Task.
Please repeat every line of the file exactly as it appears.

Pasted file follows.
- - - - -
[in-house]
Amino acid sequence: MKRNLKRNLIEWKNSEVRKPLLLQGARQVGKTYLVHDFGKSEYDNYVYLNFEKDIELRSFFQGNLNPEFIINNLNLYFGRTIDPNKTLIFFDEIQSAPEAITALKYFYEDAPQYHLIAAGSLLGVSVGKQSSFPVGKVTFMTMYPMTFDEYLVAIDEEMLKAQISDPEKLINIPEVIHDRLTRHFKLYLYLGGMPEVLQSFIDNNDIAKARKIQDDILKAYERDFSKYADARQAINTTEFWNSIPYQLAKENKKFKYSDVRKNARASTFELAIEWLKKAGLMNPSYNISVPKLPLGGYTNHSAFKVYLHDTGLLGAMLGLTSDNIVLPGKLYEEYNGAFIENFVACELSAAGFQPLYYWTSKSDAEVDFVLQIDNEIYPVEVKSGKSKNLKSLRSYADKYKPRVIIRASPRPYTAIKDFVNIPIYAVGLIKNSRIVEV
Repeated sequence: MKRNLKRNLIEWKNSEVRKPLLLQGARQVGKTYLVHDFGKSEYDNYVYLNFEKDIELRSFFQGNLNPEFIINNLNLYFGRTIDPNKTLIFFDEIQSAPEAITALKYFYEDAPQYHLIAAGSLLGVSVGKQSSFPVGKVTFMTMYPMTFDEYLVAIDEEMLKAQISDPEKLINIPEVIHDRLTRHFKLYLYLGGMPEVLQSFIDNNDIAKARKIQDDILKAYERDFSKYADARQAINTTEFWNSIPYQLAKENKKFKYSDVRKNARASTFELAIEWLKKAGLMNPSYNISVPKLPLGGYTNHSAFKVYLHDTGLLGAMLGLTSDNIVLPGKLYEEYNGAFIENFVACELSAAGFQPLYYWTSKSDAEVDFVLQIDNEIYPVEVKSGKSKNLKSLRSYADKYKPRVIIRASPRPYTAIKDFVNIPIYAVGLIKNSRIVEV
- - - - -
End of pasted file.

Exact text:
[in-house]
Amino acid sequence: MKRNLKRNLIEWKNSEVRKPLLLQGARQVGKTYLVHDFGKSEYDNYVYLNFEKDIELRSFFQGNLNPEFIINNLNLYFGRTIDPNKTLIFFDEIQSAPEAITALKYFYEDAPQYHLIAAGSLLGVSVGKQSSFPVGKVTFMTMYPMTFDEYLVAIDEEMLKAQISDPEKLINIPEVIHDRLTRHFKLYLYLGGMPEVLQSFIDNNDIAKARKIQDDILKAYERDFSKYADARQAINTTEFWNSIPYQLAKENKKFKYSDVRKNARASTFELAIEWLKKAGLMNPSYNISVPKLPLGGYTNHSAFKVYLHDTGLLGAMLGLTSDNIVLPGKLYEEYNGAFIENFVACELSAAGFQPLYYWTSKSDAEVDFVLQIDNEIYPVEVKSGKSKNLKSLRSYADKYKPRVIIRASPRPYTAIKDFVNIPIYAVGLIKNSRIVEV
Repeated sequence: MKRNLKRNLIEWKNSEVRKPLLLQGARQVGKTYLVHDFGKSEYDNYVYLNFEKDIELRSFFQGNLNPEFIINNLNLYFGRTIDPNKTLIFFDEIQSAPEAITALKYFYEDAPQYHLIAAGSLLGVSVGKQSSFPVGKVTFMTMYPMTFDEYLVAIDEEMLKAQISDPEKLINIPEVIHDRLTRHFKLYLYLGGMPEVLQSFIDNNDIAKARKIQDDILKAYERDFSKYADARQAINTTEFWNSIPYQLAKENKKFKYSDVRKNARASTFELAIEWLKKAGLMNPSYNISVPKLPLGGYTNHSAFKVYLHDTGLLGAMLGLTSDNIVLPGKLYEEYNGAFIENFVACELSAAGFQPLYYWTSKSDAEVDFVLQIDNEIYPVEVKSGKSKNLKSLRSYADKYKPRVIIRASPRPYTAIKDFVNIPIYAVGLIKNSRIVEV